Abstract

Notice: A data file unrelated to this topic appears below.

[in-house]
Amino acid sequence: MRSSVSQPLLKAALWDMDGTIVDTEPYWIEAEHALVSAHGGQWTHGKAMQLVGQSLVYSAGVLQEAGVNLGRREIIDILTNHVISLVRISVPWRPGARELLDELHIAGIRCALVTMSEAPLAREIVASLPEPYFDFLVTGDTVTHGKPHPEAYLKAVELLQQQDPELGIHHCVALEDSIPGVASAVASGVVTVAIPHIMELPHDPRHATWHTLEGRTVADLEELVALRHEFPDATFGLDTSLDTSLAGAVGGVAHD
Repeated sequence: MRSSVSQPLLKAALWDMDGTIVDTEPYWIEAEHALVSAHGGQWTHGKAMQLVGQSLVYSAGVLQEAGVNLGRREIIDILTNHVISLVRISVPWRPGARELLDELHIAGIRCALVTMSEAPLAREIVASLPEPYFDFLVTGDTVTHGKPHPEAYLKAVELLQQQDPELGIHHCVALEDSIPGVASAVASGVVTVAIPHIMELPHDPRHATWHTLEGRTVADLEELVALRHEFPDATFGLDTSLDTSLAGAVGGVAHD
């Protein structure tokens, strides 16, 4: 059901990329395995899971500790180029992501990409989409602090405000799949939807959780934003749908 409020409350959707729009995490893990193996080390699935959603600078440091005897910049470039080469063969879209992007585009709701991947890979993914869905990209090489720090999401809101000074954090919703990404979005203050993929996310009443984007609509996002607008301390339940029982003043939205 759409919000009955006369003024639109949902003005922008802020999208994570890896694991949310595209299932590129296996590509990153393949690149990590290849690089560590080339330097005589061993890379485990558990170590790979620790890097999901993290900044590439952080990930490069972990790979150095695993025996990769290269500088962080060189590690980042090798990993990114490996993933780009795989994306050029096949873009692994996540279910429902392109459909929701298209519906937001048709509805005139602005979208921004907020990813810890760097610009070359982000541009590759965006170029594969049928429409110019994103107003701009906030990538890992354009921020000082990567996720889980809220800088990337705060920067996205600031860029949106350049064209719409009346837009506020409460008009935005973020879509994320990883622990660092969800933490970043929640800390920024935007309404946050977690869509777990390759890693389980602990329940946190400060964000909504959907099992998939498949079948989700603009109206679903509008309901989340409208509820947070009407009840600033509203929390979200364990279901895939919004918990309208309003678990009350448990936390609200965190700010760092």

Since the 1930s, US politicians have argued about whether healthcare should be the responsibility of the federal government. Both major political parties have cited public opinion concerning Americans’ support for or rejection of government provision of healthcare to support their position. With the passage of the Patient Protection and Affordable Care Act (ACA) in 2010, however, the political debate has changed. Where it had been about the government provision of healthcare as an abstract principle, it became a debate imbued with evaluations of the implementation of the ACA itself. This spawned a new line of research examining the consequences of the ACA’s implementation on public attitudes toward government provision of healthcare. The change in support for government provision of healthcare and the new post-ACA research highlight a need for a long-term examination of trends in support over the past two decades that will provide context for the new studies. This study provides that examination.

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